Mosaic then worked with Avista to build an effective, blended delivery system for their employees. This includes Web-based training, instructor-led training, on-the-job-workshops, job aids and more, to help reduce the training burden on the workforce. Prerequisite courses were offered to employees to prepare them for the new roles. Part of the change management / organizational readiness plan also included “just in time learning,” which allowed users to receive training when they needed it, not weeks or months later.

Successful IT Implementation Tips

Mosaic’s Reyes and Rizzico said the challenge is aligning people and job roles to training modules.

“Targeted, role-based training is how you want to fill the seats,” Rizzico said. “You don’t want functional training that treats the software as the all-encompassing solution – you want to focus on the end user and their job tasks, and treat the software implementation as the new tool they can use to perform their work.”

To get the best end-user adoption, Mosaic suggests the following tips:

  • Include the “why” of the implementation or upgrade. Being able to answer this question succinctly to different audiences is a key component of change management strategy. People need to know where they are in the new process and most importantly, why is the change occurring – “what’s in it for me?”
  • Start a project by understanding the challenges ahead of time. For example, employees use email, phone or face-to-face communications to ask for help with tasks. While sometimes these forms of communication are necessary, they can also potentially decrease productivity for both those who ask the questions and those who answer them, often incorrectly. To address that need, an internal web tool / EPSS was created, enabling end users to quickly find the right answers to their questions. This electronic performance support system (EPSS) housed all the step by step instructions, verified by the business, on how to use the new system.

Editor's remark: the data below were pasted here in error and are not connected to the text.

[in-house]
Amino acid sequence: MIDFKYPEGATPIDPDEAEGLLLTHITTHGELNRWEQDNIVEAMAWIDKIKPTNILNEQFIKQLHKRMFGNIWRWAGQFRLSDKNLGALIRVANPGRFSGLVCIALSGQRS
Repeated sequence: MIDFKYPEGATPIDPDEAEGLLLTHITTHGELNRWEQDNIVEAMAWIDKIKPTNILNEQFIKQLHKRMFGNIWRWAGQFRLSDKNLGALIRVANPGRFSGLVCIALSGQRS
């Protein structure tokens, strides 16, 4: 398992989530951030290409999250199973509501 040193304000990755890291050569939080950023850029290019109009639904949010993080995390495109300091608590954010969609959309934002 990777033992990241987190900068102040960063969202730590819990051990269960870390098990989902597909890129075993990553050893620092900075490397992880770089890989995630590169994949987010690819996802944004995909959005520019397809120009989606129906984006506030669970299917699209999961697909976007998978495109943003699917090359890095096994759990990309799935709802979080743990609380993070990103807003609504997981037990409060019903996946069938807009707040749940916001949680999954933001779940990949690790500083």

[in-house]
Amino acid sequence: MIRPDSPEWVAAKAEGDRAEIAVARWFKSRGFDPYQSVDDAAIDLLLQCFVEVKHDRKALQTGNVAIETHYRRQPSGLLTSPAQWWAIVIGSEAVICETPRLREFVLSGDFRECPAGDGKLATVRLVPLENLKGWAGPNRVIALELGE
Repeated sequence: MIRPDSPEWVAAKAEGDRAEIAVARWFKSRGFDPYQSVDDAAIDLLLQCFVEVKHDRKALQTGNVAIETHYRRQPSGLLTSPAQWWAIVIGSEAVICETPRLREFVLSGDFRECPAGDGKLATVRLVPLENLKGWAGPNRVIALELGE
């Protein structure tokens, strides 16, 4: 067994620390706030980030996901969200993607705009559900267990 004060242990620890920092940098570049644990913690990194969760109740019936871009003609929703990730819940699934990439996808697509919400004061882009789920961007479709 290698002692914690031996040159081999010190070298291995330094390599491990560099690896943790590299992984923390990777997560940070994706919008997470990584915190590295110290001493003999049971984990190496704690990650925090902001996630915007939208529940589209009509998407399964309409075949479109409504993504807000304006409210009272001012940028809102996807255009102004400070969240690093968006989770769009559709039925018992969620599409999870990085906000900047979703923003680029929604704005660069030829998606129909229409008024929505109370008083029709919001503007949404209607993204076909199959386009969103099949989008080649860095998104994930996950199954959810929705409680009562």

• Remember that the process of learning new technology can be slow, so build time into your project and monitor the timeline every day in order to make adjustments as needed.
  • Communicate frequently and candidly about job impacts and challenges, but also make it fun, with events building up to the go-live event.
  • Include blended training – a mix of job aids, step-by-step training, web-based and classroom training. It breaks it up for employees.
  • Carefully build the budget. Project delays in building and configuring the software are part of the complexity of implementations, so training and readiness efforts should be flexible in adapting to changes while still focusing on the targets and end goals.
  • Post go-live support is a critical success factor. It captures real data from users to assess whether or not they comprehend what they’ve been taught.
  • Go-live is the beginning of the effort for most end-users / employees – it’s their starting point. In general, training will need to be done as close to go-live as possible. Too early, and people forget; too late, and well, it is too late. Some groups might be best to train after go-live.
  • Communicate, communicate and communicate some more.

“What we’ve learned in our experience is that you have to understand people, process and technology so you can decide, integrate and build the best system for your company,” Rizzico said. “If you don’t know why you are doing it, or what it means to your employees, then you will not get the results that you want.”

October 20, 2017, 2:01 PM EDT